Trott's research focuses on grassroots political organizing around natural resources, particularly water management. Her dissertation research examines how organizers of New Mexico’s “acequias” (communally-managed irrigation ditches) connect communal water management to social justice, environmental health, and community wellbeing. Trott's work has been funded by the Andrew W. Mellon Foundation, as well as the New Mexico Water Resources Research Institute, which emphasizes research-based approaches to water-related problems in the Southwest and along the U.S.-Mexico border. She has also been involved in participatory research with the New Mexico Acequia Association, a nonprofit organization that seeks to protect water rights and traditions of small-scale agriculture among the state’s rural and disadvantaged communities.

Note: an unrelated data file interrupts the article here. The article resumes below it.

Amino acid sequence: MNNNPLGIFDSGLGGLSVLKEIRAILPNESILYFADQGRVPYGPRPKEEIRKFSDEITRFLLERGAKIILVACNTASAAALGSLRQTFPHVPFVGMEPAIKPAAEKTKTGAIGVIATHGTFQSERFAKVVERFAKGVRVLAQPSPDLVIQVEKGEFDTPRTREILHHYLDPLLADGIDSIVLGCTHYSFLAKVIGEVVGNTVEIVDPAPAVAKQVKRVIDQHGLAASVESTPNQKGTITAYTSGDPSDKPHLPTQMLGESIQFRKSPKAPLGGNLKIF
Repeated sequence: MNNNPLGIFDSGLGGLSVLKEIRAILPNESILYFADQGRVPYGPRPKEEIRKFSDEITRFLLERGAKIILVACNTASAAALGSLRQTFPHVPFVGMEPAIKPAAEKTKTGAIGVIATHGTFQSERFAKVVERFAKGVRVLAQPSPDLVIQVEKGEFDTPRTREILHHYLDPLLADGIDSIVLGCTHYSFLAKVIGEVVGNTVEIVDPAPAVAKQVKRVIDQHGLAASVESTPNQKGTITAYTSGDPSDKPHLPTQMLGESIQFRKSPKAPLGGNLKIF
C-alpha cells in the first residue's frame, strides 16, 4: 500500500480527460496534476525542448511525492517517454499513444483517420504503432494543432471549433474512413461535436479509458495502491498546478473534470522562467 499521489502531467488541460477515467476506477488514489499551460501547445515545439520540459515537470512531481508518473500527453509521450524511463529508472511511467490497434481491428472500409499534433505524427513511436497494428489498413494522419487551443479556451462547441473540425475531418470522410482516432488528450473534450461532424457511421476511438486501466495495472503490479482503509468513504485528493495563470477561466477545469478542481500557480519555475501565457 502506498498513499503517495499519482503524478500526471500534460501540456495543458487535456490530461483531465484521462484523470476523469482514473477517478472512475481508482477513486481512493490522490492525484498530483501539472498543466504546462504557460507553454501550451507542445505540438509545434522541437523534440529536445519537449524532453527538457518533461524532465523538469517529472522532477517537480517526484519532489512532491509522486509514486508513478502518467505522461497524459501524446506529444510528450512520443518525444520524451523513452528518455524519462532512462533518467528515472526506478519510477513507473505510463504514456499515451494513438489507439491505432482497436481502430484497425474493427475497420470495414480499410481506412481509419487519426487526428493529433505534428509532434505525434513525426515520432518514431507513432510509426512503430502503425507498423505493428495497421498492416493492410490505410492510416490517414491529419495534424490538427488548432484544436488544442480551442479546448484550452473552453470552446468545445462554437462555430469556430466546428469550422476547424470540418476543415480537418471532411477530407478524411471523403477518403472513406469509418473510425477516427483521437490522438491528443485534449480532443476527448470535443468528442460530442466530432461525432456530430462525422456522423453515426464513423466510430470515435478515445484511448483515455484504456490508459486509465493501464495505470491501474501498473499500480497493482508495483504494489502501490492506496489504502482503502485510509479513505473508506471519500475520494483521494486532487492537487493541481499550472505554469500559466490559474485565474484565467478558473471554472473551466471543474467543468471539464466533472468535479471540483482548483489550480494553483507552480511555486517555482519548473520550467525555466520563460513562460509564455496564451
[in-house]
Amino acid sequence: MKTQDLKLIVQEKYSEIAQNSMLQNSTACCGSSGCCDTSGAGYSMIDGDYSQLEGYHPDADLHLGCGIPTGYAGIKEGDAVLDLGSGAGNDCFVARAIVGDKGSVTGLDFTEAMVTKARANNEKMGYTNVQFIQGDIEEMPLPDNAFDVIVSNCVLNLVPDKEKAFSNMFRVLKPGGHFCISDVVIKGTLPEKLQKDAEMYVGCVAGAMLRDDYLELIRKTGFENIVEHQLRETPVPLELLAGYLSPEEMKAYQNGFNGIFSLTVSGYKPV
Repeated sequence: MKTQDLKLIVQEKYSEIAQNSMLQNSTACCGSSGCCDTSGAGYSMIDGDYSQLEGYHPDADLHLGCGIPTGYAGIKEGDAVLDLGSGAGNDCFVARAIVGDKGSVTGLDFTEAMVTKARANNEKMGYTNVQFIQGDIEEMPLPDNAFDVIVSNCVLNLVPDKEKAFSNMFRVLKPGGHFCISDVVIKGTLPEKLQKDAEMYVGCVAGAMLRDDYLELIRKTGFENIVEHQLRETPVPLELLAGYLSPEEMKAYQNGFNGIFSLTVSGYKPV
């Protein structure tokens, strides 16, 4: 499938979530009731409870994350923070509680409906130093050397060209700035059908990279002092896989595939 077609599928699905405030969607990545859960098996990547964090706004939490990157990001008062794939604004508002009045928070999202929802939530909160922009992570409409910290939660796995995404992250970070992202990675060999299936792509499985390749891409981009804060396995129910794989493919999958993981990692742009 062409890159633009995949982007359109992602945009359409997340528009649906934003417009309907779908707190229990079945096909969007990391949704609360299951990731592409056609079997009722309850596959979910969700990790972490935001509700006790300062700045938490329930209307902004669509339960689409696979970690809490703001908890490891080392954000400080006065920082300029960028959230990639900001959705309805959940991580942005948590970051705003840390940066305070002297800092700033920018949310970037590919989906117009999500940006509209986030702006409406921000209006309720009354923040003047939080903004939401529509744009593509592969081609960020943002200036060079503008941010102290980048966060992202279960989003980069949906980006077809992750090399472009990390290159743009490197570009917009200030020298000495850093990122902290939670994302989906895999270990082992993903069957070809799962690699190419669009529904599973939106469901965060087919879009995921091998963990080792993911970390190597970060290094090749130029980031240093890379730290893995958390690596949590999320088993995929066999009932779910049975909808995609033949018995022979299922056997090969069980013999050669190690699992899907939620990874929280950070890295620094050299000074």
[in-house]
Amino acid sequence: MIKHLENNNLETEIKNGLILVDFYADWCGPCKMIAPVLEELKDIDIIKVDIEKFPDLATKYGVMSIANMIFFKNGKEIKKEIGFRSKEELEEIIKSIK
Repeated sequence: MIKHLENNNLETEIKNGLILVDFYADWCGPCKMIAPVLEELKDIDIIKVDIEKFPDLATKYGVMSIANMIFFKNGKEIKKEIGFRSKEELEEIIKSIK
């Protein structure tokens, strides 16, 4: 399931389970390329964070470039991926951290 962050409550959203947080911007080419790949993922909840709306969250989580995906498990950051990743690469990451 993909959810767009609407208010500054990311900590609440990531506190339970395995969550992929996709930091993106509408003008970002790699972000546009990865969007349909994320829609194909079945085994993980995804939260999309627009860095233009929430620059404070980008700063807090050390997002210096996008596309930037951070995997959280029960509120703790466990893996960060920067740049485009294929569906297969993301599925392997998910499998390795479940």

Argues that organizers of New Mexico’s communally-managed irrigation ditches advance a vision of agrarian identity that strategically transcends divisive ethnic identity markers. Argues that by so doing, they are creating a broad-based movement to protect community water rights and small-scale agriculture.
Examines the return of women prisoners to underserved rural communities and the perspectives of their closest social supporters through semi-structured interviews and focus groups. Challenges discourses of personal responsibility that detract from the structural violence and injustice shaping their experiences and considers policy implications and strategies to reduce recidivism.